Getting Around

Unless you want to make a detailed exploration of the Dutch countryside, you may find it more convenient and less stressful to leave your car behind when touring the Randstad. The region is crossed by a dense network of freeways, but these are frequently clogged with commuter traffic and often grind to a halt at peak times. Avoid the jams by hopping on a train, which is the cheap, convenient, and usually reliable way to get around. Most cities are connected to Amsterdam, and each other, by direct services that run at least twice each hour throughout the day. Rotterdam, The Hague, and Delft have hourly train services to Amsterdam all night.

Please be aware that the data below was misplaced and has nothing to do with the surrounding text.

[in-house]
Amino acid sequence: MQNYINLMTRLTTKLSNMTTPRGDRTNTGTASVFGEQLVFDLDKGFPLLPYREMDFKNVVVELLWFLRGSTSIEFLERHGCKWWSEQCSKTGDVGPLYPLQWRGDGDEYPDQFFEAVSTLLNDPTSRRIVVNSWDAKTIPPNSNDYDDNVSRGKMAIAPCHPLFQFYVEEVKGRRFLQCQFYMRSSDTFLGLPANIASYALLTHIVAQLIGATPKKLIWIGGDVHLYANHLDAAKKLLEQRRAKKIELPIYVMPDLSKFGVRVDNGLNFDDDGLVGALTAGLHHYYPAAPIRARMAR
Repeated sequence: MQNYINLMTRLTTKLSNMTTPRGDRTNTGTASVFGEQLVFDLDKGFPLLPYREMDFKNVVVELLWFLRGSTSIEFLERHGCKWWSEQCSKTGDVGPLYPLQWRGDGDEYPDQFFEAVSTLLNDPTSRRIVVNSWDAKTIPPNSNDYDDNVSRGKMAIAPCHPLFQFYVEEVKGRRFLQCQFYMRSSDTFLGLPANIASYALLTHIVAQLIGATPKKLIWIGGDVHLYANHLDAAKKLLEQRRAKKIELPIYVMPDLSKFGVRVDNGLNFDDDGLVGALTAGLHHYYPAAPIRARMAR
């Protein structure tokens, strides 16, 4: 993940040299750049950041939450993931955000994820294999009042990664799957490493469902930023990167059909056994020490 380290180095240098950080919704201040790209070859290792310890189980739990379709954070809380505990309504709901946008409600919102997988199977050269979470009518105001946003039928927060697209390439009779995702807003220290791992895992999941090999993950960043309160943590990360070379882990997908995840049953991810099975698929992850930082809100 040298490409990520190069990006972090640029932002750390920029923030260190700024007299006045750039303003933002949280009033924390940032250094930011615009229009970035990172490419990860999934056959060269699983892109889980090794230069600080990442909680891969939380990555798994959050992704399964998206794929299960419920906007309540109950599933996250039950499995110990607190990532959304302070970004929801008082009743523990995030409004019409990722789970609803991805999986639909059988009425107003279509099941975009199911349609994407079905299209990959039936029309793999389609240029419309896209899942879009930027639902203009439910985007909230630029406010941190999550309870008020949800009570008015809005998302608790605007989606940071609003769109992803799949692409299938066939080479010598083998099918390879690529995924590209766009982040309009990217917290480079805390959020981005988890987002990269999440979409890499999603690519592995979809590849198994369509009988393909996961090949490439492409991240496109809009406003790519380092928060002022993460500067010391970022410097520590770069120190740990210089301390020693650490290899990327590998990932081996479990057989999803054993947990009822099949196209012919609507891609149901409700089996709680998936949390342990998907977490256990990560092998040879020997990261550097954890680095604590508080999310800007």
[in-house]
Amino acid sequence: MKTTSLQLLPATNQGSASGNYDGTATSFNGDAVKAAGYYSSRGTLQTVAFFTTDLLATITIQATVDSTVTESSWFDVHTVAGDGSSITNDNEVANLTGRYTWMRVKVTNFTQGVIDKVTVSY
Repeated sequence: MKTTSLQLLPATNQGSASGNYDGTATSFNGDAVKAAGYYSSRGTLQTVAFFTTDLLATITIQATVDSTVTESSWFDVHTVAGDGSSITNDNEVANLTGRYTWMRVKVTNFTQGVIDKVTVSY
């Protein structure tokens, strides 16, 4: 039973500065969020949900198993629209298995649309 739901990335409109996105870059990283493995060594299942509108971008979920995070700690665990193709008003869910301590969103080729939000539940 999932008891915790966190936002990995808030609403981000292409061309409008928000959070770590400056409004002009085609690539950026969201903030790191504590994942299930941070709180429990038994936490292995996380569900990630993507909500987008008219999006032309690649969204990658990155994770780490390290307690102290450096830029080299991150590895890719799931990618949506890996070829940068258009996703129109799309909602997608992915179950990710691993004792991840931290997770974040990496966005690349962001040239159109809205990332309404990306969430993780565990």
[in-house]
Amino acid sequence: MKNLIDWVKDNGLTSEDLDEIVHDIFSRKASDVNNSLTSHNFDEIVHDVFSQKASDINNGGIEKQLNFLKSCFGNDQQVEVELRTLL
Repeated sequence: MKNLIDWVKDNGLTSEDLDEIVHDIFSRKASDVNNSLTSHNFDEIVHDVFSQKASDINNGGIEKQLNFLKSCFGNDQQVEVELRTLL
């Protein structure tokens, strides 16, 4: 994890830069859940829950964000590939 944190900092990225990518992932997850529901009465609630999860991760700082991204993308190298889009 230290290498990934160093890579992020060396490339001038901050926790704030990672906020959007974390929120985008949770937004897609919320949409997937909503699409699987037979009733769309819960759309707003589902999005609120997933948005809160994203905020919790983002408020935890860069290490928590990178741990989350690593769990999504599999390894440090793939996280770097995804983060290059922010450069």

Taxis are available at railway stations. Alternatively, to get one to pick you up, contact one of the firms recommended by the tourism bureau; you can't hail cabs in the street.

Bicycle Travel

In this flat land, a bicycle is an ideal means of getting around, and cities have safe cycle lanes on busy roads. Bikes can be rented at outlets in practically every Dutch town and often near major railway stations—look for something called a Rijwiel shop or Fietsverhuur. These shops are generally open long hours every day, and the bikes are invariably new and well maintained. Rates run from around €10 per day, and you must show ID and pay a deposit of €50–€150. Be aware that some cheaper bikes have back-pedal brakes and no gears.

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